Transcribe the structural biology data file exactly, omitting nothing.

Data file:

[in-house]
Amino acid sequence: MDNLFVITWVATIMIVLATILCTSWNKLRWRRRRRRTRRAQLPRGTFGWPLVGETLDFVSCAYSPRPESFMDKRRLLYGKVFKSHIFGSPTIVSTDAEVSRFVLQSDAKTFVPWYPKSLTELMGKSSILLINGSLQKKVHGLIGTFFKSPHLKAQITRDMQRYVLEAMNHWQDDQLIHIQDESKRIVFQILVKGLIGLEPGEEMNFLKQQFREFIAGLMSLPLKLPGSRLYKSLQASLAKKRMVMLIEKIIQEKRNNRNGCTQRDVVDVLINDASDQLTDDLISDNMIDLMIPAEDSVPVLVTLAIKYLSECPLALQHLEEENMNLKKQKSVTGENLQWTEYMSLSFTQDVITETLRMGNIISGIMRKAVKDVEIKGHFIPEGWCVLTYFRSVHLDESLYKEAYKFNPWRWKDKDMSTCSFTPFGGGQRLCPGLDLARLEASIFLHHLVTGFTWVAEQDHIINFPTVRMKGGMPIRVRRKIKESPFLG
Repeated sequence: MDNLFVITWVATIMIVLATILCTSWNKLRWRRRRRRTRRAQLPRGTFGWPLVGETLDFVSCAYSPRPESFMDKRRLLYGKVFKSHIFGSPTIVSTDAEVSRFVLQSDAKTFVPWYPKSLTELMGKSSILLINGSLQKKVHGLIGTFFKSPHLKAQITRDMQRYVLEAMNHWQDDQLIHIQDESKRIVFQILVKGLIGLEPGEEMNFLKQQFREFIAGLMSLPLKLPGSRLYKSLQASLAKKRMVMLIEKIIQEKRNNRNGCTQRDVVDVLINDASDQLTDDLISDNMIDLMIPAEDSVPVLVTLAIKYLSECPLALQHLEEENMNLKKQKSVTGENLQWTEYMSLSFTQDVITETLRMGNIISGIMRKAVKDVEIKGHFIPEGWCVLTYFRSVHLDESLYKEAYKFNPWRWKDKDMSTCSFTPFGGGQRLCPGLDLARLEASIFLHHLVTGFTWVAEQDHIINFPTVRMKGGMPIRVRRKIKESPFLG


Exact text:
[in-house]
Amino acid sequence: MDNLFVITWVATIMIVLATILCTSWNKLRWRRRRRRTRRAQLPRGTFGWPLVGETLDFVSCAYSPRPESFMDKRRLLYGKVFKSHIFGSPTIVSTDAEVSRFVLQSDAKTFVPWYPKSLTELMGKSSILLINGSLQKKVHGLIGTFFKSPHLKAQITRDMQRYVLEAMNHWQDDQLIHIQDESKRIVFQILVKGLIGLEPGEEMNFLKQQFREFIAGLMSLPLKLPGSRLYKSLQASLAKKRMVMLIEKIIQEKRNNRNGCTQRDVVDVLINDASDQLTDDLISDNMIDLMIPAEDSVPVLVTLAIKYLSECPLALQHLEEENMNLKKQKSVTGENLQWTEYMSLSFTQDVITETLRMGNIISGIMRKAVKDVEIKGHFIPEGWCVLTYFRSVHLDESLYKEAYKFNPWRWKDKDMSTCSFTPFGGGQRLCPGLDLARLEASIFLHHLVTGFTWVAEQDHIINFPTVRMKGGMPIRVRRKIKESPFLG
Repeated sequence: MDNLFVITWVATIMIVLATILCTSWNKLRWRRRRRRTRRAQLPRGTFGWPLVGETLDFVSCAYSPRPESFMDKRRLLYGKVFKSHIFGSPTIVSTDAEVSRFVLQSDAKTFVPWYPKSLTELMGKSSILLINGSLQKKVHGLIGTFFKSPHLKAQITRDMQRYVLEAMNHWQDDQLIHIQDESKRIVFQILVKGLIGLEPGEEMNFLKQQFREFIAGLMSLPLKLPGSRLYKSLQASLAKKRMVMLIEKIIQEKRNNRNGCTQRDVVDVLINDASDQLTDDLISDNMIDLMIPAEDSVPVLVTLAIKYLSECPLALQHLEEENMNLKKQKSVTGENLQWTEYMSLSFTQDVITETLRMGNIISGIMRKAVKDVEIKGHFIPEGWCVLTYFRSVHLDESLYKEAYKFNPWRWKDKDMSTCSFTPFGGGQRLCPGLDLARLEASIFLHHLVTGFTWVAEQDHIINFPTVRMKGGMPIRVRRKIKESPFLG